The LWF Blog
Fire Risk Assessment for Healthcare Premises – Managing Fire Safety – Part 112November 7, 2022 12:41 pm
LWF’s blog series for healthcare professionals aims to give information on best practice of fire safety in hospitals and other healthcare premises. In part 111 of Fire Risk Assessments for Healthcare Premises, LWF discussed surface finishes in healthcare buildings and the potential fire hazards they present. In part 112, we look at what materials for surface finishes achieve a Class 1 rating and are therefore suitable for areas of healthcare buildings.
It was established in part 111 that Class 1 surface finishings may be used on the ceiling of rooms other than circulation spaces and on the walls and ceilings of small rooms (up to 4 m2). Other areas should use Class 0 finishes.
There are some generic (non-branded) materials which achieve a Class 1 rating, including timber, hardboard, blockboard, particle board, heavy flock wallpaper and thermosetting plastics (when flame retardant treated to Class 1 standard).
Phenolic or melamine laminates on a calcium-silicate substrate and flame-retardant decorative laminates on a combustible core may also achieve Class 1 standards, depending upon the test evidence to substantiate the rating of the product.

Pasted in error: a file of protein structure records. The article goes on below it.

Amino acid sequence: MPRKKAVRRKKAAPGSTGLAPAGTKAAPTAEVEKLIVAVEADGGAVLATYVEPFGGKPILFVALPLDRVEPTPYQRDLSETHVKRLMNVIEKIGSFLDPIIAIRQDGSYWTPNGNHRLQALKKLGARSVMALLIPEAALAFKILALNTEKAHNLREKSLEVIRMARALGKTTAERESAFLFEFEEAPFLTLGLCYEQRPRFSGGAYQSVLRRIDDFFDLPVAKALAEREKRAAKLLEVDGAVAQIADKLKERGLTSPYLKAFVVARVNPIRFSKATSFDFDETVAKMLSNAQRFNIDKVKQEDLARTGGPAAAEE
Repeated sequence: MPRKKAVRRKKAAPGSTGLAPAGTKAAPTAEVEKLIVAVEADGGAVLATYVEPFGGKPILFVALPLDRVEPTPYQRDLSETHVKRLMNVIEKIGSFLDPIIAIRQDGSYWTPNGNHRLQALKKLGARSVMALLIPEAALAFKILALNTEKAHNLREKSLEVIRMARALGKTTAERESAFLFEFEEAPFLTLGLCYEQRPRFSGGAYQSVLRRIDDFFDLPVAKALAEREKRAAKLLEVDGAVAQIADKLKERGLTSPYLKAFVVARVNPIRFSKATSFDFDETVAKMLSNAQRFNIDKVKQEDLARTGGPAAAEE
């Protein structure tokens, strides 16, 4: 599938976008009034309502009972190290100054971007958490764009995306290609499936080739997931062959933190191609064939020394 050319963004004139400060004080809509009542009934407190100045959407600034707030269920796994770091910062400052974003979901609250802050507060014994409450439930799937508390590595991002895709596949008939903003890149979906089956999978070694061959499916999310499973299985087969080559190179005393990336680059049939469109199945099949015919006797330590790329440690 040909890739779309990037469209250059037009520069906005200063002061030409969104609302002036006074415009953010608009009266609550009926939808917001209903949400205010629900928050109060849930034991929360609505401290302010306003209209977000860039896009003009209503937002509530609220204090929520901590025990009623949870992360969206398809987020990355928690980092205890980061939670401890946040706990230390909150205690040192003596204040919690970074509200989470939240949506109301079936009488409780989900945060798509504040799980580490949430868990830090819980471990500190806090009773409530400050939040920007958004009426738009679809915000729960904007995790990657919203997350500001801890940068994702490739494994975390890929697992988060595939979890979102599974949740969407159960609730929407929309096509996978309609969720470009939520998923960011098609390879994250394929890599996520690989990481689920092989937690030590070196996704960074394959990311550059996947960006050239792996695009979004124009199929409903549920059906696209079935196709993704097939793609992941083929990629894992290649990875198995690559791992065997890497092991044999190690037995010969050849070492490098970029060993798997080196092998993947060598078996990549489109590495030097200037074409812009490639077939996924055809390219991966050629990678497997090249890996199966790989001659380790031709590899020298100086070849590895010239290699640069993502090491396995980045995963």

The initial surface finish may be a Class 0 or Class 1 accepted standard, but the way the surface is treated over time can have an impact upon the fire hazard they present. It is possible that the addition of a noticeboard and the added posters, notices etc. such boards contain may increase the fire hazard of a wall beyond the accepted level.
Equally, the use of decorations or wall hangings can impact the potential fire hazard presented by the wall.
Certainly, the significance of such easily-made alterations need to be considered each time a change is made.
Small areas may be acceptable provided they do not amount to more than 5% of the total wall area. A noticeboard or poster would be a good example of this.
Repeated painting of a wall or surface with gloss paints can lead to a thickness of paint film which can become a high fire hazard. Fire could transfer rapidly over the surface and when the situation is found in a healthcare building, specialist technical advice should be sought.
In addition, it is increasingly common to see anti-graffiti surface paints and intumescent paints used and this should always be subject to a full consideration of the technical guidance provided by the manufacturer and consultation with a specialist where the paint is to be added to an already painted surface.
In Part 113 of LWF’s blog series, LWF will discuss floor coverings. In the meantime, if you have any questions about this blog, or wish to discuss your own project with one of our fire engineers, please contact us.
Lawrence Webster Forrest has been working with their clients since 1986 to produce innovative and exciting building projects. If you would like further information on how LWF and fire strategies could assist you, please contact LWF on freephone 0800 410 1130.
While care has been taken to ensure that information contained in LWF’s publications is true and correct at the time of publication, changes in circumstances after the time of publication may impact on the accuracy of this information.